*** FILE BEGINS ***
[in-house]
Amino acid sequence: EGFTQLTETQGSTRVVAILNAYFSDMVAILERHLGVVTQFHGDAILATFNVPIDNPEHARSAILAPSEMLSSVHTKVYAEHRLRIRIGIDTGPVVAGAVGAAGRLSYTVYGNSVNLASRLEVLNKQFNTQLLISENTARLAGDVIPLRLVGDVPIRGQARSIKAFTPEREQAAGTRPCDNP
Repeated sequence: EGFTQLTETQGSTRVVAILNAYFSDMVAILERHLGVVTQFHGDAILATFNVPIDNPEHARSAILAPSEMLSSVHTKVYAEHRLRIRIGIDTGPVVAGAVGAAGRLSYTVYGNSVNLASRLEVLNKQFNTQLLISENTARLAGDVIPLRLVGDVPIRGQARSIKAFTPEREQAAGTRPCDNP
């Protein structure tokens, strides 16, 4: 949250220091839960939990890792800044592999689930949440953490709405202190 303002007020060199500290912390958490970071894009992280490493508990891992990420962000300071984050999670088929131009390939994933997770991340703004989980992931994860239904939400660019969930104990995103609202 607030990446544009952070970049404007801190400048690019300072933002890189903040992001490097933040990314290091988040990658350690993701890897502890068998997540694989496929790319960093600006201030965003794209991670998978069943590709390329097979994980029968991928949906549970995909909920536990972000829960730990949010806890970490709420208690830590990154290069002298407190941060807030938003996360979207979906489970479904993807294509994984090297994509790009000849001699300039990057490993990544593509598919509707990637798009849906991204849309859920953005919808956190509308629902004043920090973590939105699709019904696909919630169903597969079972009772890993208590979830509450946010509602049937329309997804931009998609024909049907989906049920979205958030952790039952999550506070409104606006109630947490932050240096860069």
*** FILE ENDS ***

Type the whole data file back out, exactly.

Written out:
[in-house]
Amino acid sequence: EGFTQLTETQGSTRVVAILNAYFSDMVAILERHLGVVTQFHGDAILATFNVPIDNPEHARSAILAPSEMLSSVHTKVYAEHRLRIRIGIDTGPVVAGAVGAAGRLSYTVYGNSVNLASRLEVLNKQFNTQLLISENTARLAGDVIPLRLVGDVPIRGQARSIKAFTPEREQAAGTRPCDNP
Repeated sequence: EGFTQLTETQGSTRVVAILNAYFSDMVAILERHLGVVTQFHGDAILATFNVPIDNPEHARSAILAPSEMLSSVHTKVYAEHRLRIRIGIDTGPVVAGAVGAAGRLSYTVYGNSVNLASRLEVLNKQFNTQLLISENTARLAGDVIPLRLVGDVPIRGQARSIKAFTPEREQAAGTRPCDNP
């Protein structure tokens, strides 16, 4: 949250220091839960939990890792800044592999689930949440953490709405202190 303002007020060199500290912390958490970071894009992280490493508990891992990420962000300071984050999670088929131009390939994933997770991340703004989980992931994860239904939400660019969930104990995103609202 607030990446544009952070970049404007801190400048690019300072933002890189903040992001490097933040990314290091988040990658350690993701890897502890068998997540694989496929790319960093600006201030965003794209991670998978069943590709390329097979994980029968991928949906549970995909909920536990972000829960730990949010806890970490709420208690830590990154290069002298407190941060807030938003996360979207979906489970479904993807294509994984090297994509790009000849001699300039990057490993990544593509598919509707990637798009849906991204849309859920953005919808956190509308629902004043920090973590939105699709019904696909919630169903597969079972009772890993208590979830509450946010509602049937329309997804931009998609024909049907989906049920979205958030952790039952999550506070409104606006109630947490932050240096860069």